# Finite and infinite

(diff) ← Older revision | Latest revision (diff) | Newer revision → (diff)

In mathematics, the meaning of the terms finite and infinite varies according to context.  Main Article Discussion Related Articles  [?] Bibliography  [?] External Links  [?] Citable Version  [?] This editable Main Article is under development and subject to a disclaimer. [edit intro]

Essentially, finite means (similar to common usage) having a size which is bounded by a natural (or, equivalently, by a real) number.
while infinite means unbounded in size or, more precisely, exceeding all natural (or real) numbers in size.
(Often bounded and unbounded is used in the same sense.)

But "size" may mean length, area, or the result of any other measurement, and thus the precise meaning of "finite" varies accordingly, but is often not explicitly given. Examples are:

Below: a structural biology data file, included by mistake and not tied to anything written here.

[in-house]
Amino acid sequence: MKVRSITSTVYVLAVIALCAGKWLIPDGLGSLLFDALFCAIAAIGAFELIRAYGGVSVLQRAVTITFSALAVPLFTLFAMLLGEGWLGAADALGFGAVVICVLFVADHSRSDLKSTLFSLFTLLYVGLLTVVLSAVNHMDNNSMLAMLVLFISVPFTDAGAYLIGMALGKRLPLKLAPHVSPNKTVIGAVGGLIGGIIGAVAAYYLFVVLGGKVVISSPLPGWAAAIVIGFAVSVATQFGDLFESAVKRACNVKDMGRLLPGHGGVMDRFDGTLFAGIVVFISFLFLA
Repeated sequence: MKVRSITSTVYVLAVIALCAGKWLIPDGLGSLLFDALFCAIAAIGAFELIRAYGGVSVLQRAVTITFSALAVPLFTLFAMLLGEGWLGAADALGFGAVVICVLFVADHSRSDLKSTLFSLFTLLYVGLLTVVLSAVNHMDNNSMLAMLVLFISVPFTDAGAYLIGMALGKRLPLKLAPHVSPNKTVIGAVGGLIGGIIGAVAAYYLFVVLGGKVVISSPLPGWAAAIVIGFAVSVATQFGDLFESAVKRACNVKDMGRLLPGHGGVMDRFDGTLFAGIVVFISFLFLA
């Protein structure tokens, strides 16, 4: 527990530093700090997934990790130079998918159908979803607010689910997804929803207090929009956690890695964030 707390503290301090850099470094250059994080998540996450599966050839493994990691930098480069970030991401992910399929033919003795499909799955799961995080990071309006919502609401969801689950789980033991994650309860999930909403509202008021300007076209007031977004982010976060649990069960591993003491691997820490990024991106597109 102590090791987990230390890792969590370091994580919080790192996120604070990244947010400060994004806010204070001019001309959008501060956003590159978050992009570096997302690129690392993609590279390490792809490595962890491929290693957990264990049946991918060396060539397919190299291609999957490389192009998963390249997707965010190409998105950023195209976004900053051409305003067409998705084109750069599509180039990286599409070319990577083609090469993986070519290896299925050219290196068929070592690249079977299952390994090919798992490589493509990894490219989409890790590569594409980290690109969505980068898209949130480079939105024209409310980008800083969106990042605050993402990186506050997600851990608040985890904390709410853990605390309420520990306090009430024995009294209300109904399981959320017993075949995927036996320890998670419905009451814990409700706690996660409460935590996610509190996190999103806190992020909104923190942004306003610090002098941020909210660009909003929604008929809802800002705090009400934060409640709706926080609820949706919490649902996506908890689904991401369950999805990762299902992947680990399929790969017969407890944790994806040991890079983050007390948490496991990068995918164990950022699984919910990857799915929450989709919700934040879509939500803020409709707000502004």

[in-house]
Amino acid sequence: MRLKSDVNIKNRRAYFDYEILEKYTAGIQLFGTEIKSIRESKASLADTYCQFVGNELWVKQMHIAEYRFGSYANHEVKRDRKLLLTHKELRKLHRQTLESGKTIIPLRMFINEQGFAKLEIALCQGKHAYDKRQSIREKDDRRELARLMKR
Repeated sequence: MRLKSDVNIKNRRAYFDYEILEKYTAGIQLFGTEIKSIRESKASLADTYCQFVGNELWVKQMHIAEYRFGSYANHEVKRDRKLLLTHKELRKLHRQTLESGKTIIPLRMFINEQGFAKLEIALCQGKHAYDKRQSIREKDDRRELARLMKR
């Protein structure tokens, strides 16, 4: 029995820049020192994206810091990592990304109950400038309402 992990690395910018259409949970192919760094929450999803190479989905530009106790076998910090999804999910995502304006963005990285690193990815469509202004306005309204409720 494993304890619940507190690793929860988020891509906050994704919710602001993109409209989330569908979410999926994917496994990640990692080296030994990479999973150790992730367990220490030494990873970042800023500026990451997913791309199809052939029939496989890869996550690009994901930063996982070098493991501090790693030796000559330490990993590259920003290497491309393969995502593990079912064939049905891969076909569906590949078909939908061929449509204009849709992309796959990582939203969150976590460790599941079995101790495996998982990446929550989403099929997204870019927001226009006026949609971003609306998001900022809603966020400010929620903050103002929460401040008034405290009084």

finite interval, finite value, finite integral, finite degree, finite dimension, finitely often, etc.

A special case of size is cardinality, i.e., size with respect to the number of elements:
finite sets have finitely many elements, i.e., 0 or 1 or 2 or 3 ... elements,
infinite sets have more (i.e., at least an unlimited sequence of) elements.

Thus the interval of real numbers between 0 and 1 is a finite interval and a bounded set because its length is bounded, but it is an infinite set because it contains infinitely many numbers.